Period-to-date measurements are semi-additive; the can be summed up across some dimensions, but not time.

It might make sense to aggregate together several period-to-date measurements if they were taken at the same time. The year-to-date sales of all customers who made a purchase on a particular day, for example, might factor into some useful analysis.

Storing a period-to-date fact with transactions

Since it makes no sense to sum up period-to-date measurements across different points in time, they have very limited use in a transaction-grained fact table.

For example, a transaction-grained fact table that stores a row for each order-line of each order might contain dimensions that capture the order_line number, date and time of the order, product sold, and so forth. You might store a period-to-date measurement in such a fact table, but there there will be little or no opportunity to sum this fact across different order lines. Only orders with the same date/time can be meaningfully summed. And if there are multiple order-lines for a given order, even this may not make sense, since the period-to-date measurement would be stored redundantly.

Stored in this kind of fact table, the period-to-date measurement has very limited use. It can really only be used to study the most granular data in the fact table. For example, it might be used to compute an applicable discount, or a commission percentage that escalates with sales volume.

But is this needed in the fact table? Such metrics are usually highly operational. They may influence other metrics, which have more analytic value and happen to be additive. The commission paid or discount given, for example, may be computed using period-to-date information, but itself is fully additive. This will be useful to store in a fact table.

This does not mean that period-to-date measurements have no place in a transaction-grained fact table. If they are central to the business, or to analysis of the process, then place them there. They may, however, cause excessive growth in the row size, since it is possible to enumerate multiple period-to-date versions of any given fact.

Storing a period-to-date fact with period aggregates or snapshots

The natural home for a period-to-date measurement is a fact table with a periodic-snapshot grain, or a fact table that aggregates across the time dimension.

An aggregate that summarizes the time dimension sums up data from a transaction-based fact table over a particular period. For each period summarized, the resulting rows all summarize the same period. This means that each can contain period-to-date measurements that might be meaningfully summed, at least within the period. (Note I said "might." There is a caveat, which I will get to in a second.)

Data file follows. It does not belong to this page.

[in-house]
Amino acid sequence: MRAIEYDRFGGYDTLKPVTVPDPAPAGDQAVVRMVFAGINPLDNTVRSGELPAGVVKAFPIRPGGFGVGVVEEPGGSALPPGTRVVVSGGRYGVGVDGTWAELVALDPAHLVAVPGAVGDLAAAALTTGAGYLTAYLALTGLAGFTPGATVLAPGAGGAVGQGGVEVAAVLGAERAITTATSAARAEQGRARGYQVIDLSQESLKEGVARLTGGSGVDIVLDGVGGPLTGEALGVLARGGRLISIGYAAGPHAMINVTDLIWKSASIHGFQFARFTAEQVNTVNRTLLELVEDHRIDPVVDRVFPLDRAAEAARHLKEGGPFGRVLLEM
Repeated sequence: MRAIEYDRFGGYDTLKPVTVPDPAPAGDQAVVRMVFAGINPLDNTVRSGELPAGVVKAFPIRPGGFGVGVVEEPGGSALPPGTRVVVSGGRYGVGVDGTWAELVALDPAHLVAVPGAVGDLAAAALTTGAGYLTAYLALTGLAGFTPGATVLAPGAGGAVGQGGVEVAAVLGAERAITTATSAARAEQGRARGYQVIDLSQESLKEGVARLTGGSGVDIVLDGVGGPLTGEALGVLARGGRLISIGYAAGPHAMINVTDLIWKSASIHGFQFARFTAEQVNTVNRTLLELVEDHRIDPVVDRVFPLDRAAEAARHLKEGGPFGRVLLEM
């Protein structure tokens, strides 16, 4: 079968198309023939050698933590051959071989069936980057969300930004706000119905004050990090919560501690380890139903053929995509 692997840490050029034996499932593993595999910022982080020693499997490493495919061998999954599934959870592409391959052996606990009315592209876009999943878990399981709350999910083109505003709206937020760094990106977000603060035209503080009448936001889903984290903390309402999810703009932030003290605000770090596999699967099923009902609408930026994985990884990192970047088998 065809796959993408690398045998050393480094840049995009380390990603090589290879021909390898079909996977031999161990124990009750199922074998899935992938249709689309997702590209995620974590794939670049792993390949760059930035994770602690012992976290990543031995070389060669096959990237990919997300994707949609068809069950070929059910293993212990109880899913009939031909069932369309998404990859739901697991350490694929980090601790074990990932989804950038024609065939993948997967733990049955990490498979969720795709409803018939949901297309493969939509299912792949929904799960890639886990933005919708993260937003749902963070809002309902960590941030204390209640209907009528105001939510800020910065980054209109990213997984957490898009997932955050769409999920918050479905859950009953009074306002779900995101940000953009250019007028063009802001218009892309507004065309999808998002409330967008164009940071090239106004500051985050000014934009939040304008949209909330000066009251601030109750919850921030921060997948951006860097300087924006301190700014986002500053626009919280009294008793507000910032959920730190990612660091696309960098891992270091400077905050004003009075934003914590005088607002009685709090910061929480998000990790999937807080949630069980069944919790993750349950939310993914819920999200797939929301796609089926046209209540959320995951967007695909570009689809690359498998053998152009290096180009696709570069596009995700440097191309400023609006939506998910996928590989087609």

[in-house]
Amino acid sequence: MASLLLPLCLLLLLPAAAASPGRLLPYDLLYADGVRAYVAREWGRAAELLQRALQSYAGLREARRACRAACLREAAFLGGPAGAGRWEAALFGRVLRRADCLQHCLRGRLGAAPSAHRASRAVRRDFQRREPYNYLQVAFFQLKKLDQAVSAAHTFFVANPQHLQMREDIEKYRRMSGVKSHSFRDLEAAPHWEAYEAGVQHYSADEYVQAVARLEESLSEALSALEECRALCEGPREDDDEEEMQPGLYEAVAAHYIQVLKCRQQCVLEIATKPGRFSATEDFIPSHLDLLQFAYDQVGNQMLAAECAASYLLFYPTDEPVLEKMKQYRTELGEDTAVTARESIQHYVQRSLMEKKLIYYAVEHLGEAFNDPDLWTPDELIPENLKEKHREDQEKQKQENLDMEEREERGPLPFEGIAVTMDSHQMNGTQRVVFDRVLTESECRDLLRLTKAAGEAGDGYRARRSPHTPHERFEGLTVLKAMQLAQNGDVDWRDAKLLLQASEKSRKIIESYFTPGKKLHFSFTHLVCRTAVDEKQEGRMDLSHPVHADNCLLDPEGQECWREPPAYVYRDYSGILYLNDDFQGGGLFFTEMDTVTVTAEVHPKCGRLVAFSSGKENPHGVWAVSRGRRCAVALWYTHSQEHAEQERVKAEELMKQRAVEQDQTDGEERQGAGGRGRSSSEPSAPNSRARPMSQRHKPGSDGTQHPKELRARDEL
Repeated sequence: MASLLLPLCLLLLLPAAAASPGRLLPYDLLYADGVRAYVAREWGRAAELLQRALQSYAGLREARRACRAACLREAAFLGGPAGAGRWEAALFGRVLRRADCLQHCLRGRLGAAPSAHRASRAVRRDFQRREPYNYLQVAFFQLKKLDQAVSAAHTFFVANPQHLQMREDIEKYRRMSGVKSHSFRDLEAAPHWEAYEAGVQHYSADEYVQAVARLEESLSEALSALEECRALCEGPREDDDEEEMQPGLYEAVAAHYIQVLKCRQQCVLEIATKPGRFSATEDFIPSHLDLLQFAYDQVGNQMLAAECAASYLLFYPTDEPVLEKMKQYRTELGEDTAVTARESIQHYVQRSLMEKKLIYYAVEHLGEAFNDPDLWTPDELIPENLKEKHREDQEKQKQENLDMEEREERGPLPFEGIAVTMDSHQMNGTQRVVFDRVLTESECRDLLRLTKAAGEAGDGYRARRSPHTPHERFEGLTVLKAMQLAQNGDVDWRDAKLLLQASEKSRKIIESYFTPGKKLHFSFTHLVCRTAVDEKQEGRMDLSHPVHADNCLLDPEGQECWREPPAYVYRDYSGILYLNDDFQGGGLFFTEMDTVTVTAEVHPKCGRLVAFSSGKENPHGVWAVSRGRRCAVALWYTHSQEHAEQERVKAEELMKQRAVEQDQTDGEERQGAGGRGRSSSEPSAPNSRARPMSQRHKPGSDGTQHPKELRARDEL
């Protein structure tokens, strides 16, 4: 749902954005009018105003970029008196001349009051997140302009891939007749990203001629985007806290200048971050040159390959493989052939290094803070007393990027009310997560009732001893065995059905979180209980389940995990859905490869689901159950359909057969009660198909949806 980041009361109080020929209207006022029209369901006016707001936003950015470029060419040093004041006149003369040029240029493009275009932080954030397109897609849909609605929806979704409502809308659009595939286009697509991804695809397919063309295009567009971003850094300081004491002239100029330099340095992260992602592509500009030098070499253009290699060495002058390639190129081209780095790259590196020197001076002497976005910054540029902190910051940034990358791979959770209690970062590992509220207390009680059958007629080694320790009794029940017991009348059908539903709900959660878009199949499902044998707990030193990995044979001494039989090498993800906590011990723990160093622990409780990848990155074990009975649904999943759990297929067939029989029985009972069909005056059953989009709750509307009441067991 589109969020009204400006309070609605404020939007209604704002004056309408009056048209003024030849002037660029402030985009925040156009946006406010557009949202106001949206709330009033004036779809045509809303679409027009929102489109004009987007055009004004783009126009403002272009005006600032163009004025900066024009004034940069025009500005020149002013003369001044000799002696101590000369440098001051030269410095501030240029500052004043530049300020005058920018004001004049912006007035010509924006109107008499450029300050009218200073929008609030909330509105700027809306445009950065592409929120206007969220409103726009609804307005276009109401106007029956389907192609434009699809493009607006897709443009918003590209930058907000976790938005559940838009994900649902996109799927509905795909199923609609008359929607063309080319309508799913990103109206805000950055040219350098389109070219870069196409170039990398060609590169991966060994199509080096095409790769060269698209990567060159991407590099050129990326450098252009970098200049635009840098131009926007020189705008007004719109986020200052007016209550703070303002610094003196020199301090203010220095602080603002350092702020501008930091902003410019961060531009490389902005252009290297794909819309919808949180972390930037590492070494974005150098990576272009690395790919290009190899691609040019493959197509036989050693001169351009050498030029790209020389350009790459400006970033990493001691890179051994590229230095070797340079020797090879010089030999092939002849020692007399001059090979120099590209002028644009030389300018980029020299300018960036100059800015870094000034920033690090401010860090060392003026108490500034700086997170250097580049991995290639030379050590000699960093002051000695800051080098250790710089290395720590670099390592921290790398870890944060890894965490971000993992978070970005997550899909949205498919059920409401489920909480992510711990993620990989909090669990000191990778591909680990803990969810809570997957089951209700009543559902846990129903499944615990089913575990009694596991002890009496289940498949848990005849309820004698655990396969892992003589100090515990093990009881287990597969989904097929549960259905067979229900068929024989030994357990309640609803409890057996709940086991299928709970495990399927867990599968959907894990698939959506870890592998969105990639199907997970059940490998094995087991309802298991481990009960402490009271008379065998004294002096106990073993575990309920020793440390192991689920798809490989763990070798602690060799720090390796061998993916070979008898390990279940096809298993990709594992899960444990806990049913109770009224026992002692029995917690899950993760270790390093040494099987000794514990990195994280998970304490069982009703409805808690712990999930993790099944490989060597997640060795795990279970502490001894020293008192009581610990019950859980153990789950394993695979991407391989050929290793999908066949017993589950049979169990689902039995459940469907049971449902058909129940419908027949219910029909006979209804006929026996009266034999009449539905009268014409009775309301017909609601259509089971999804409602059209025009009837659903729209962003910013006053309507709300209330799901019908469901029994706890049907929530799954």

An aggregate that records monthly sales totals, for example, is potentially a good place to include a quarter-to-date or year-to-date measurement. Each row in the table will summarize the same period, so the period-to-date measurements may be meaningfully summarized.

The same goes for a periodic snapshot fact table. Like a periodic aggregate, each row in a snapshot summarizes a particular period. The main difference is that a snapshot will contain some form of unique status measurement that cannot be found in the transactions, such as a balance or level. Once again, a semi-additive period-to-date fact can be stored here.
Snapshots record the status of things at fixed time intervals. A monthly snapshot of bank accounts, for example, records the day-end balance of each account. This is a logical place to store month-to-date or other such

Caution: Exactly what is being measured period-to-date?

Even within an aggregate or snapshot period, period-to-date facts may not be additive. It is important to ask yourself: exactly what is being measured period-to-date? If it does not coincide with the grain of the table, it may be non-additive.

For example, a monthly aggregate stores sales by product and customer. If we want to store year-to-date customer sales in this table, the same fact will be repeated multiple times if a single customer purchased multiple products. It is not additive across products; it is repeated if the customer bought more than one product.

On the other hand, if the period-to-date measurement captures sales by customer and product, it coincides with the grain of the table. It can be meaningfully aggregated across any dimension but time.


The old stand-by is to compute a period-to-date measurement in a query or report. It is calculated from transactions at run-time. This allows access to any conceivable period-to-date metric, and may also be used as a behavioral qualification rather than a fact.

Such queries may be particularly nasty or time consuming, but they can be run during batch windows and cached to compensate.

My next post will be another Q&A. Please send in your questions!